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Original Medicare doesn't cover most prescriptions. And Medicare Supplements don't cover them at all. So most people have to purchase a Medicare Part D plan separately to cover their medications.

Part D plans are administered by private insurance companies and they vary in cost and covered drugs from company to company. Part D members will pay a copayment for their prescriptions. There are a few unique features of Part D that beneficiaries need to understand


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Additional Information

Part D coverage involves four distinct phases:

1. Initial Deductible Phase: In this phase, Medicare recipients are responsible for paying the full cost of their prescriptions until they reach their out-of-pocket deductible amount.

2. Initial Coverage Phase: After reaching the deductible, enrollees are typically responsible for a copayment or coinsurance amount for their prescriptions.

3. Coverage Gap or Donut Hole: Once enrollees reach their annual out-of-pocket spending limit for prescription drugs, they will enter the Coverage Gap phase. During this phase, enrollees will pay a higher coinsurance rate or copayment amount for generic and brand name drugs.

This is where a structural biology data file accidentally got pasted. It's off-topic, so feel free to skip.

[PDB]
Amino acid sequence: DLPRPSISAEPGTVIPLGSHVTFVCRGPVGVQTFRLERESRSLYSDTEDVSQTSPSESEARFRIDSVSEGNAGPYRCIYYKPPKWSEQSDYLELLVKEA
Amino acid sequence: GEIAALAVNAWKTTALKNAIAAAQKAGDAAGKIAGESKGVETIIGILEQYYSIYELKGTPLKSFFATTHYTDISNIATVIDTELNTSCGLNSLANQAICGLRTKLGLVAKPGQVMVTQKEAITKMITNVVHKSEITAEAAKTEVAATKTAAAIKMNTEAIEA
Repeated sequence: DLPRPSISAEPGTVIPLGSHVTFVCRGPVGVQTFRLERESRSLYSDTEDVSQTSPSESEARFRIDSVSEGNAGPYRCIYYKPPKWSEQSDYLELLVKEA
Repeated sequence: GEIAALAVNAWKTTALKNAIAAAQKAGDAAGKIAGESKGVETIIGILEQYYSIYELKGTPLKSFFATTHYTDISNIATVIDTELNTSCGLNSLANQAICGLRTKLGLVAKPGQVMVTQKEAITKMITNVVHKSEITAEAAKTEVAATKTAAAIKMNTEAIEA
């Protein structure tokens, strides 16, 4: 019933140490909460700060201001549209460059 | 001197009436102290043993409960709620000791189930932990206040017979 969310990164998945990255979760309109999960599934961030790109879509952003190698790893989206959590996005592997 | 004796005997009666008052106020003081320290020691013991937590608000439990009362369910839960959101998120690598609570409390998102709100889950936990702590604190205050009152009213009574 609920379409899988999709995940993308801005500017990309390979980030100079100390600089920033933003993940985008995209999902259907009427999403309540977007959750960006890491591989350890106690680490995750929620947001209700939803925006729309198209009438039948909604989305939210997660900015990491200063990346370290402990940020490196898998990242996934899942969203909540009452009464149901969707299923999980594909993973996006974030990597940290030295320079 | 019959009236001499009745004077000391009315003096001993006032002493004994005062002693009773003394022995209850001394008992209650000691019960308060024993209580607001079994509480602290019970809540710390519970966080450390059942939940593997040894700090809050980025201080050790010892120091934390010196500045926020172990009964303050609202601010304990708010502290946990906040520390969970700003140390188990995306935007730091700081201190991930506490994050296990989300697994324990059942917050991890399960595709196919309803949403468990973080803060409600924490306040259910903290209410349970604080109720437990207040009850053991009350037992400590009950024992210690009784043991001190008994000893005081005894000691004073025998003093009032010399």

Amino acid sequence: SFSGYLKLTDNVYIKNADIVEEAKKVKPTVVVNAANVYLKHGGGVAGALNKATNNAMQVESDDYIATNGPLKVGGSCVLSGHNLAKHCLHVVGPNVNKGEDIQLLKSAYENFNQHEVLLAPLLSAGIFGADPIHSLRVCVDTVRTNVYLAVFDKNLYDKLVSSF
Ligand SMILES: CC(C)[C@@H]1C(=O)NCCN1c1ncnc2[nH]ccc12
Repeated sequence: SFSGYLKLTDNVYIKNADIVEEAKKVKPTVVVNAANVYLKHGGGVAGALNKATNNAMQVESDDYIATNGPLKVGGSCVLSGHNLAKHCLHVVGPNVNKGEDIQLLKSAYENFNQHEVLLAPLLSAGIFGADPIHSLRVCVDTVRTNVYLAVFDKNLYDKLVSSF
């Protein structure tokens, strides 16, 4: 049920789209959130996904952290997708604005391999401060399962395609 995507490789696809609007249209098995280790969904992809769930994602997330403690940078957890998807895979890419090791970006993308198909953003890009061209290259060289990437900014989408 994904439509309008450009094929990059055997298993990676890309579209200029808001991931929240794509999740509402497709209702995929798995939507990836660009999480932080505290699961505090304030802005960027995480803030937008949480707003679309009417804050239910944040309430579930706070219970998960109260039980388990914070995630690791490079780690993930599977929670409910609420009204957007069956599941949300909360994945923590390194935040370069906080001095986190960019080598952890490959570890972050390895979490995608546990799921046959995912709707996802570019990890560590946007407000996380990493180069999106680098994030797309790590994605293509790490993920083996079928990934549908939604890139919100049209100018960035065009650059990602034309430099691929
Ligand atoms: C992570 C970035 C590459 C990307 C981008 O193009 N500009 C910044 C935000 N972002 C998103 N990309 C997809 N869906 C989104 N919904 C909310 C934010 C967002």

4. Catastrophic Coverage Phase: Once enrollees have spent a certain amount out-of-pocket they will enter the catastrophic coverage phase. At this point, enrollees will typically pay a very small amount out-of-pocket to cover their prescriptions.

You can obtain Part D Prescription drug coverage by:

1) Enrolling in a stand-alone Part D plan. You will pair your Part D plan alongside Original Medicare & a Medicare Supplement.

2) Enrolling in a Part C Medicare Advantage plan. Most Medicare Advantage plans INCLUDE Part D drug coverage at no additional cost.

3) Enrolling in a Medicare Savings Account (MSA). An MSA is a healthcare savings account combined with a supplemental Medicare plan that provides prescription drug coverage.

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